• Fed rate decisions: Well, rate-cut fans got their July gift. Now, they want more. Watch closely.
  • Geopolitical: This seems to be getting worse and not better. And, while we in the U.S. are hyper focused on sound bites and scoring points, China tends to think in decades. This could be the biggest risk to global markets: that nothing happens to repair the relationship, and global supply chains, in place for decades, start to get disrupted.
  • Valuation: The Shiller CAPE version of the price/earnings ratio is up near its 1929 level. Think about that.
  • Index mania: S&P 500 index funds are very popular. That type of herd mentality will likely contribute to the next bear market panic.
  • Credit: Consumer credit growth is unsustainable, and many corporations are highly indebted. That's a nagging issue, as it was a decade ago.
  • Bond market risks: Approximately 50% of bonds in investment grade bond funds are rated BBB, the lowest of the 4 possible rating categories. Many of those bonds are likely to be downgraded at some point, and there is a nasty potential ripple effect.
  • Sentiment: TV coverage of the stock market is dominated by companies that don't make a profit. Speculation is as interesting to investors as it has been since the dot-com bubble. 

The Plan

Perhaps this old bull market has one more run higher in it. We always need to account for that. The churn of the spring has given way to a precarious late summer. So, what's the action plan?

My portfolios have been positioned with above-average caution for much of this year, while still allowing a portion to ride the bull, so to speak. The events of late July into August are a time to examine that balance even more closely, with a willingness to throw the hammer down to protect portfolios as needed. Every move today (whether to add or reduce risk in exchange for more or less potential return) should be part of a multi-move sequence. The next moves will be based on how the reward/risk tradeoff changes next.

I am neither bull nor a bear. I am a realist and a devout risk-manager. Be careful, understand what you own, and respect the laws of gravity.

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This is a group of 100 ETFs I track to get a general sense of global market conditions for investors, over the time period shown. Year-to-date has been strong, but the 1-Year figure shows how much of that simply served to even out a rough end to 2018.

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Nowhere are the gyrations of the past 12 months more evident than in the wide gap between small-cap and large-cap stocks. Theories abound that small caps will be helped by the trade war, since they tend to be more domestic-focused businesses. As I see it, in a bear market, all stock categories are vulnerable.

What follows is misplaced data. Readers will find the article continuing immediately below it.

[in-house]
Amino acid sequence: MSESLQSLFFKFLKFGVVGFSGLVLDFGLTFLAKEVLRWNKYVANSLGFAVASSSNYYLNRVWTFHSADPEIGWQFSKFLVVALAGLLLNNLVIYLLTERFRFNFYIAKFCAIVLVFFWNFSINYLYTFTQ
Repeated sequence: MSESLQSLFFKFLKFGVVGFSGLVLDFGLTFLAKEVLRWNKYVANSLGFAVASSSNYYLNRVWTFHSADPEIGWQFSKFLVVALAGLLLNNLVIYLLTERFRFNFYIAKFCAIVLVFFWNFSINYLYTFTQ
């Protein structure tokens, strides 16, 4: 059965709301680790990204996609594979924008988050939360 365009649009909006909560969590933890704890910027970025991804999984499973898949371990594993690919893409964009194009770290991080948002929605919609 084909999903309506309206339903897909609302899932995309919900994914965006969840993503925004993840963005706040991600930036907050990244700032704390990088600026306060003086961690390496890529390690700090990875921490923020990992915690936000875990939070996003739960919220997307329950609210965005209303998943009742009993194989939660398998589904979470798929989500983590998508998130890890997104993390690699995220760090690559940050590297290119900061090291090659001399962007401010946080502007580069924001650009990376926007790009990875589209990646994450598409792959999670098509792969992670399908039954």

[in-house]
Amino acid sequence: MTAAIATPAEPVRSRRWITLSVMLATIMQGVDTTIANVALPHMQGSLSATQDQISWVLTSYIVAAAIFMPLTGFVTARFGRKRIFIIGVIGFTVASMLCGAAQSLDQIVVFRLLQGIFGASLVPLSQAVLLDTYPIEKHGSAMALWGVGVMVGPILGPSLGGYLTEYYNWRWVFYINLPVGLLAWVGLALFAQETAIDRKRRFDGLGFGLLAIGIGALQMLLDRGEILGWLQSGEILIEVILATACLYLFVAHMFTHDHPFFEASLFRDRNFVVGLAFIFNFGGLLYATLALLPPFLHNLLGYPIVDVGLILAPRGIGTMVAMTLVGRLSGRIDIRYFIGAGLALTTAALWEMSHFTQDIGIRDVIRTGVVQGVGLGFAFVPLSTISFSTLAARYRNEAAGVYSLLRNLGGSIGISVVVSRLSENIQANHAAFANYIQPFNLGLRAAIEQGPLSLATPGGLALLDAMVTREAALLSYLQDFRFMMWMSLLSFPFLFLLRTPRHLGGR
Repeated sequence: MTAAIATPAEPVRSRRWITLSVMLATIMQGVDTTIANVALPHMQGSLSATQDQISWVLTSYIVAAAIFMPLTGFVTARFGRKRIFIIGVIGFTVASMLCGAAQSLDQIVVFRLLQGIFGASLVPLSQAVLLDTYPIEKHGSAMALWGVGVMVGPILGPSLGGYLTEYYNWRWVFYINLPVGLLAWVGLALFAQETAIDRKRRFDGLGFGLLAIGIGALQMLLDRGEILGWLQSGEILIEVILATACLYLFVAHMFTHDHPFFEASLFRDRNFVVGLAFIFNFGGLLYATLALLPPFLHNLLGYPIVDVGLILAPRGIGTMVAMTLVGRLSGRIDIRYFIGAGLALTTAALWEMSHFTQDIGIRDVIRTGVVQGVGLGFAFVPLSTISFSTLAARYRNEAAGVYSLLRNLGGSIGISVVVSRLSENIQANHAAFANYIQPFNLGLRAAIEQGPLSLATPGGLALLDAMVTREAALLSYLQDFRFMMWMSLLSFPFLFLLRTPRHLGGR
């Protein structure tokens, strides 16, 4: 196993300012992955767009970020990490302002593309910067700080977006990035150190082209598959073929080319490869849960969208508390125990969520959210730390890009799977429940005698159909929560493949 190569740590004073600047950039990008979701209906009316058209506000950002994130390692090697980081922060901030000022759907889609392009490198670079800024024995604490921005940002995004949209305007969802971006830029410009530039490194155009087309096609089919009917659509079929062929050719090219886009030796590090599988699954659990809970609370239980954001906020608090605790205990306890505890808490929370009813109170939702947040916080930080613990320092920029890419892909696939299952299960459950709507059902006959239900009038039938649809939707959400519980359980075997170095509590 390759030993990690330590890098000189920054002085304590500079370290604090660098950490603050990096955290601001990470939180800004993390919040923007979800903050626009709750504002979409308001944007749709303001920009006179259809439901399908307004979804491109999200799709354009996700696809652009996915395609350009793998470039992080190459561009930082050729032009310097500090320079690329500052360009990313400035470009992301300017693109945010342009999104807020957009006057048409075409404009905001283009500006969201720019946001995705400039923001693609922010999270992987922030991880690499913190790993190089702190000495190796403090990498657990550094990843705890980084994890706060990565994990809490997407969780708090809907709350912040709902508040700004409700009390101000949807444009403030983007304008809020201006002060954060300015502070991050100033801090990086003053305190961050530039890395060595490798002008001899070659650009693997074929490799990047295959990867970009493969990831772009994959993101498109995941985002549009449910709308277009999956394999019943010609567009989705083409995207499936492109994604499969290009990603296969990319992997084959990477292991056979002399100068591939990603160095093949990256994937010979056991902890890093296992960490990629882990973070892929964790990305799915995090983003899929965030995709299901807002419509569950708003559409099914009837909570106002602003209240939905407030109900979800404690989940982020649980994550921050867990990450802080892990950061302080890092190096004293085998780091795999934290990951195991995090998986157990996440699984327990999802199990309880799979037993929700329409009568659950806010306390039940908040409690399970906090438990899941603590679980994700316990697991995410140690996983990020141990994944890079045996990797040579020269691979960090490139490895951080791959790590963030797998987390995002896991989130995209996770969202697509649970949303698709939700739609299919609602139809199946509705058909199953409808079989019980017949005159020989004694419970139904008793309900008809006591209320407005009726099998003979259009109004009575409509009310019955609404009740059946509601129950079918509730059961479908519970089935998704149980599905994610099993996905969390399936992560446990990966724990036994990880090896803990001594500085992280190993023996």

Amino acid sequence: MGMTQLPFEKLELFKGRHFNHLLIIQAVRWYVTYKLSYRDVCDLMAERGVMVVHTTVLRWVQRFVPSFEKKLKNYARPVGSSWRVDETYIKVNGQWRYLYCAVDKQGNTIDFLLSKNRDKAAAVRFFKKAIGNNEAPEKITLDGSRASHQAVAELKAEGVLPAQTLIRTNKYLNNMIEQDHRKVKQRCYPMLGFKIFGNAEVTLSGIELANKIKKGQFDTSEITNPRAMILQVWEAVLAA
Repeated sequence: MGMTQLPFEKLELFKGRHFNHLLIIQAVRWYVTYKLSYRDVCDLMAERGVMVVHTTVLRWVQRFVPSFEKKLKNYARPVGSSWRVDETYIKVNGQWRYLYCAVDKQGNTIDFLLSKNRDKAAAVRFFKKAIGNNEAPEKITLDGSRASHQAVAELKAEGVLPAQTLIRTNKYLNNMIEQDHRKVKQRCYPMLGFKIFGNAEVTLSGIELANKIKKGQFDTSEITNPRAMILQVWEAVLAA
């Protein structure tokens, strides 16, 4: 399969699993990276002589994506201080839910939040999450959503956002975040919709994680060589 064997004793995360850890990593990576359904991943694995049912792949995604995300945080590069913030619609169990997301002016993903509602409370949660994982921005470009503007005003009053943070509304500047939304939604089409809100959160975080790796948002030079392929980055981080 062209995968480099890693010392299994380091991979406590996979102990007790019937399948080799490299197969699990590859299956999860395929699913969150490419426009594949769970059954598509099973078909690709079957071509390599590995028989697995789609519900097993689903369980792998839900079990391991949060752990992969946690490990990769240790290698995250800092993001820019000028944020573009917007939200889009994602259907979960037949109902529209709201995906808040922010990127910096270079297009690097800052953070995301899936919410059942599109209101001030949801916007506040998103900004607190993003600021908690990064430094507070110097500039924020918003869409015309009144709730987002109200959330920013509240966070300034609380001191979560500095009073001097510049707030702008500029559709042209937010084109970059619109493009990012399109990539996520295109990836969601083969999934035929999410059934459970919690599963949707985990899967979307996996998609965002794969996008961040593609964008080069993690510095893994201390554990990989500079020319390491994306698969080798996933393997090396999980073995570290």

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Energy stocks have lagged enough that that they are now the highest-yielding sector of the S&P 500.

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Stocks of gold mining companies have surged since the start of May, but still lag nearly other industry over the past three years. The current disruptions in the global economy have a lot to do with the recent strength.

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In a sign that stability still counts for something, "wide moat" companies have been leading the market. These are businesses judged to have a sustainable competitive advantage that insulates them from major threats.

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International market weakness was visible in the dividend segment in July, while tech stocks with dividends did quite well.

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The mobile payments sector is up over 40% year-to-date.

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Stocks outside the U.S. are taking a step back. It remains to be seen if they are the leaders the U.S. will follow down.

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Yields across the Treasury curve are pretty flat. You don't get paid much to own longer-term bonds right now.

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If the concerns of late July into August continue, this category will be in for a rough patch.

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The U.S. dollar just keeps on keepin' on. However, as our rates drop, moving more in line with the rest of the world, pressure on the dollar could pick up.

Source for all ETF data:

About the author: Rob Isbitts is an investment strategist and portfolio manager for high-net-worth families with over 30 years of industry experience. Over the past three decades, he has managed daily liquid portfolios through diverse market conditions. A thought-leader and founder of a boutique investment advisory firm in South Florida focusing on breaking investment myths and bringing common sense analysis to his audience, he has authored two books: "Wall Street's Bull and How to Bear It" (2006) and "The Flexible Investing Playbook" (2010), plus over 300 articles on investing. Connect with him on LinkedIn and follow him on Twitter @robisbitts. Rob's website is

Disclosure: This material contains the current opinions of the author, Rob Isbitts, but not necessarily those of Dynamic Wealth Advisors and such opinions are subject to change without notice. This material has been distributed for informational purposes only. Forecasts, estimates, and certain information contained herein are based upon proprietary research and should not be considered as investment advice or a recommendation of any particular security, strategy or investment product. Information contained herein has been obtained from sources believed to be reliable, but not guaranteed. Past performance is not a guarantee or a reliable indicator of future results. Investing in the markets is subject to certain risks including market, interest rate, issuer, credit and inflation risk; investments may be worth more or less than the original cost when redeemed. There is no guarantee that these investment strategies will work under all market conditions or are suitable for all investors and each investor should evaluate their ability to invest long-term, especially during periods of downturn in the market. Rob Isbitts offers advisory services through Dynamic Wealth Advisors.